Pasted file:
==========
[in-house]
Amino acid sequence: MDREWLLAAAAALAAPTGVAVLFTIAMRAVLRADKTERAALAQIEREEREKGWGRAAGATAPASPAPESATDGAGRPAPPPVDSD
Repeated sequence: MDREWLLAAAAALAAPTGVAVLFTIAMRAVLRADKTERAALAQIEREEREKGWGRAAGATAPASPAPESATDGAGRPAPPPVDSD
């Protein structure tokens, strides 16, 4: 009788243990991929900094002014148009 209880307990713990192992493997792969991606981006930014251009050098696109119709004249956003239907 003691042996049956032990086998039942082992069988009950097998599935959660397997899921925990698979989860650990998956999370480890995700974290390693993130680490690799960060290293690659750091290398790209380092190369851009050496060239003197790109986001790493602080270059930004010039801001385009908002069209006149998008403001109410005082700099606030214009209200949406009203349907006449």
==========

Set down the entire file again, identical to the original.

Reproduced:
[in-house]
Amino acid sequence: MDREWLLAAAAALAAPTGVAVLFTIAMRAVLRADKTERAALAQIEREEREKGWGRAAGATAPASPAPESATDGAGRPAPPPVDSD
Repeated sequence: MDREWLLAAAAALAAPTGVAVLFTIAMRAVLRADKTERAALAQIEREEREKGWGRAAGATAPASPAPESATDGAGRPAPPPVDSD
């Protein structure tokens, strides 16, 4: 009788243990991929900094002014148009 209880307990713990192992493997792969991606981006930014251009050098696109119709004249956003239907 003691042996049956032990086998039942082992069988009950097998599935959660397997899921925990698979989860650990998956999370480890995700974290390693993130680490690799960060290293690659750091290398790209380092190369851009050496060239003197790109986001790493602080270059930004010039801001385009908002069209006149998008403001109410005082700099606030214009209200949406009203349907006449």